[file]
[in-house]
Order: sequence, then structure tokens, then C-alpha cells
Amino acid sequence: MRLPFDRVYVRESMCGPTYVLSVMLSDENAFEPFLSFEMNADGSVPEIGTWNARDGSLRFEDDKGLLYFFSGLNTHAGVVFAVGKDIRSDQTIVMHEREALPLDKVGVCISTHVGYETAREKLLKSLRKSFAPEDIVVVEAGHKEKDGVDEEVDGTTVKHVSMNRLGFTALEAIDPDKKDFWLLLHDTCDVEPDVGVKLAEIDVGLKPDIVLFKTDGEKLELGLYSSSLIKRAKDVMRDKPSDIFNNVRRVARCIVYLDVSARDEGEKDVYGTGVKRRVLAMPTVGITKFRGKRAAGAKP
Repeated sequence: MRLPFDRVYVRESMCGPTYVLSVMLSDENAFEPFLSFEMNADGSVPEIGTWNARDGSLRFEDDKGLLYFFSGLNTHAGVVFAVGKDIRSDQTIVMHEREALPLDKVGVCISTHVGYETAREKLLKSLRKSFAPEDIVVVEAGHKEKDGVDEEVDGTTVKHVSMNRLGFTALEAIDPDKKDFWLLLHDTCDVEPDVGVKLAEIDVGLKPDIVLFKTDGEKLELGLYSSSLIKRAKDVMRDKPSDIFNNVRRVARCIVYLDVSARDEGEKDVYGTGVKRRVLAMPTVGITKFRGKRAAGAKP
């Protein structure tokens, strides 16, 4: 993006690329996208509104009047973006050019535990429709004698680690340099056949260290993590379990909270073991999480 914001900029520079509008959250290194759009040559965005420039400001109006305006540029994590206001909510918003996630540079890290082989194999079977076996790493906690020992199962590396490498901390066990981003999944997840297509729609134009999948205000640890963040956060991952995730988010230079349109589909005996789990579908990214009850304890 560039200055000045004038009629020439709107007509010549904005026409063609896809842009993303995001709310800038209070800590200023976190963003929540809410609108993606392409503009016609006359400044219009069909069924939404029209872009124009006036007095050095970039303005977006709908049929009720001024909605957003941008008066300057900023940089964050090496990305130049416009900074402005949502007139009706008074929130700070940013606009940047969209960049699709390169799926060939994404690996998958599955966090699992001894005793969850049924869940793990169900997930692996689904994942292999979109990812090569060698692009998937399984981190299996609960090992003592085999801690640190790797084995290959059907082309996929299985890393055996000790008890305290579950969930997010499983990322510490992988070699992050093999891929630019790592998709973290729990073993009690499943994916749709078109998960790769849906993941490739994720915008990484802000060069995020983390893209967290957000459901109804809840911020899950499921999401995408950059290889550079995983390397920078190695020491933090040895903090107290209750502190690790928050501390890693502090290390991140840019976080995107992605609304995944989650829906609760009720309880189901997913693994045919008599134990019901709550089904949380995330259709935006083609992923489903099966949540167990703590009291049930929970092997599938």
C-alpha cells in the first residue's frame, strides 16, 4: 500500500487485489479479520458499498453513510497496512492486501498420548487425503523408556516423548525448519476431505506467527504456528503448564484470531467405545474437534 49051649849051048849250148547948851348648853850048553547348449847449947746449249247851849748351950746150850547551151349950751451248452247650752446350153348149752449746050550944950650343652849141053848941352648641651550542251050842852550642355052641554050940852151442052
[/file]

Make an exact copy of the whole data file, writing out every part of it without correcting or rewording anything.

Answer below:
[in-house]
Order: sequence, then structure tokens, then C-alpha cells
Amino acid sequence: MRLPFDRVYVRESMCGPTYVLSVMLSDENAFEPFLSFEMNADGSVPEIGTWNARDGSLRFEDDKGLLYFFSGLNTHAGVVFAVGKDIRSDQTIVMHEREALPLDKVGVCISTHVGYETAREKLLKSLRKSFAPEDIVVVEAGHKEKDGVDEEVDGTTVKHVSMNRLGFTALEAIDPDKKDFWLLLHDTCDVEPDVGVKLAEIDVGLKPDIVLFKTDGEKLELGLYSSSLIKRAKDVMRDKPSDIFNNVRRVARCIVYLDVSARDEGEKDVYGTGVKRRVLAMPTVGITKFRGKRAAGAKP
Repeated sequence: MRLPFDRVYVRESMCGPTYVLSVMLSDENAFEPFLSFEMNADGSVPEIGTWNARDGSLRFEDDKGLLYFFSGLNTHAGVVFAVGKDIRSDQTIVMHEREALPLDKVGVCISTHVGYETAREKLLKSLRKSFAPEDIVVVEAGHKEKDGVDEEVDGTTVKHVSMNRLGFTALEAIDPDKKDFWLLLHDTCDVEPDVGVKLAEIDVGLKPDIVLFKTDGEKLELGLYSSSLIKRAKDVMRDKPSDIFNNVRRVARCIVYLDVSARDEGEKDVYGTGVKRRVLAMPTVGITKFRGKRAAGAKP
């Protein structure tokens, strides 16, 4: 993006690329996208509104009047973006050019535990429709004698680690340099056949260290993590379990909270073991999480 914001900029520079509008959250290194759009040559965005420039400001109006305006540029994590206001909510918003996630540079890290082989194999079977076996790493906690020992199962590396490498901390066990981003999944997840297509729609134009999948205000640890963040956060991952995730988010230079349109589909005996789990579908990214009850304890 560039200055000045004038009629020439709107007509010549904005026409063609896809842009993303995001709310800038209070800590200023976190963003929540809410609108993606392409503009016609006359400044219009069909069924939404029209872009124009006036007095050095970039303005977006709908049929009720001024909605957003941008008066300057900023940089964050090496990305130049416009900074402005949502007139009706008074929130700070940013606009940047969209960049699709390169799926060939994404690996998958599955966090699992001894005793969850049924869940793990169900997930692996689904994942292999979109990812090569060698692009998937399984981190299996609960090992003592085999801690640190790797084995290959059907082309996929299985890393055996000790008890305290579950969930997010499983990322510490992988070699992050093999891929630019790592998709973290729990073993009690499943994916749709078109998960790769849906993941490739994720915008990484802000060069995020983390893209967290957000459901109804809840911020899950499921999401995408950059290889550079995983390397920078190695020491933090040895903090107290209750502190690790928050501390890693502090290390991140840019976080995107992605609304995944989650829906609760009720309880189901997913693994045919008599134990019901709550089904949380995330259709935006083609992923489903099966949540167990703590009291049930929970092997599938």
C-alpha cells in the first residue's frame, strides 16, 4: 500500500487485489479479520458499498453513510497496512492486501498420548487425503523408556516423548525448519476431505506467527504456528503448564484470531467405545474437534 49051649849051048849250148547948851348648853850048553547348449847449947746449249247851849748351950746150850547551151349950751451248452247650752446350153348149752449746050550944950650343652849141053848941352648641651550542251050842852550642355052641554050940852151442052